“A huge part of our act was us raging to the fullest extent, drinking heavily with fans onstage ... Hell, we traveled with a dancing pole to put on the stage,” says guitarist John-Paul Miller by phone from the road. Back in the day, the Booty Band—whose name was delivered from a Las Vegas casino fortune-telling machine—was known strictly as a party band. But now, they’ve decided to put their big boy britches on and, as a result, are crankin’ out an impressive repertoire, one not possible before they got serious about their music.
“That was definitely an amazing part of our career, but at this point we’ve been touring for eight years. We want to be respected musically; we’re more serious as musicians,” says Miller, who refuses to be pigeonholed as a “costume band” with naked people dancing everywhere—a regular occurrence in the old days when the band played their tune “Naked.”
Since shifting focus, Miller says the band’s touring circuit has expanded, and there’s been positive encouragement from old fans. While less gimmicky, they still bring that old-school party vibe—just not the ridiculous, howlin’ at the moon drunkfest it used to be. Fans can do as they please, though; the Booty Band will always put the “fun” in funk.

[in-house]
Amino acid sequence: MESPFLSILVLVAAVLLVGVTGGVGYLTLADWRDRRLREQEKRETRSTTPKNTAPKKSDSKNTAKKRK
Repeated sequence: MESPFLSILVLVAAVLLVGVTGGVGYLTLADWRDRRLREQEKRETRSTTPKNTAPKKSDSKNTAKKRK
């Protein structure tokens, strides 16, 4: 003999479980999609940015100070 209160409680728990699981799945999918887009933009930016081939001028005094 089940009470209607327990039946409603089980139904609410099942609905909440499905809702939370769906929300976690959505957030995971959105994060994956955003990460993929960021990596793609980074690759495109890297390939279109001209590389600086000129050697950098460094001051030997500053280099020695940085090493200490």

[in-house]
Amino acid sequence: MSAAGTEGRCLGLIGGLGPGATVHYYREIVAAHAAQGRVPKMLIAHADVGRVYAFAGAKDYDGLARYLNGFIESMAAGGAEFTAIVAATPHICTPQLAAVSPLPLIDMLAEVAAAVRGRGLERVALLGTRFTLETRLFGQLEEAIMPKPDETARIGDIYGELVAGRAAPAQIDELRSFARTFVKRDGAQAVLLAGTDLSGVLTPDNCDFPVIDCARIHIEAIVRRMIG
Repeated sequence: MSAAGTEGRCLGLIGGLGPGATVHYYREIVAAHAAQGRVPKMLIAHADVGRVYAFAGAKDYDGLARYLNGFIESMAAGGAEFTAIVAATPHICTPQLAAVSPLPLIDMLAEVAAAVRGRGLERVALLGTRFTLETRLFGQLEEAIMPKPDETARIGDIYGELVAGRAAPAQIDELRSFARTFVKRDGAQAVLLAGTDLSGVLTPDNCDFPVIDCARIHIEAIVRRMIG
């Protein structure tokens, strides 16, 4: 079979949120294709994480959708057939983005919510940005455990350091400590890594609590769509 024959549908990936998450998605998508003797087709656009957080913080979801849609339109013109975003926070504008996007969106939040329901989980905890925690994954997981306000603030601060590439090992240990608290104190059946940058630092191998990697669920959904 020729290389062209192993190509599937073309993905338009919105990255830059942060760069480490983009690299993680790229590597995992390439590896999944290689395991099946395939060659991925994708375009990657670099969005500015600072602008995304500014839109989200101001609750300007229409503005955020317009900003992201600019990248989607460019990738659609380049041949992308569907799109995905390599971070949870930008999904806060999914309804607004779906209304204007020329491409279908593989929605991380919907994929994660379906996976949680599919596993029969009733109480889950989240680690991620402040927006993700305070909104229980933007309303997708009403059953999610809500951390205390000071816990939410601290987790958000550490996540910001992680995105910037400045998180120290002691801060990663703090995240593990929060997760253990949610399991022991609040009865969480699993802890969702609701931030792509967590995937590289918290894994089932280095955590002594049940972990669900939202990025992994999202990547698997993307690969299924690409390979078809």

The new musical focus came, in part, by adding Asheville duo Eymarel—Mary Frances (keys, synth, vocals) and Lee Allen (drums)—to the band’s lineup in 2009. The duo’s house-beat driven technical drumming and funky female vocals add greater depth to the Booty’s Bands sound. And, over time, the original band has become tighter, more intuitive and interested in a broader range of musical genres; think something similar to Freekbass, with a twist of Galactic-gone-jammy and overt, heavy-hitting P-Funk inclinations. In fact, they’re friends with George Clinton and company. And while they’re predominantly funk, there are also flares of hip-hop, reggae, jazz and ska in the mix.
To capture the band’s essence live, a recording engineer toured with them last year and the result, Greatest Hips Vol. II, was released earlier this spring, including Booty favorites like “Badonkadonk” and “@$$.” Miller says they especially shine at small clubs with a tightly packed group of dance-ready funk-lovers. Their current tour has taken them from playing to 4,000 people at Asheville’s arts festival to as far northwest as Alaska and down the California coast, playing to 100 people in towns they’ve never been to before. This will be the Booty Band’s first bounce in SLC, so bring your dancin’ shoes.
YO MAMA'S BIG FAT BOOTY BAND
The State Room
638 S. State
Thursday, Aug. 19
$12 adv./$15 door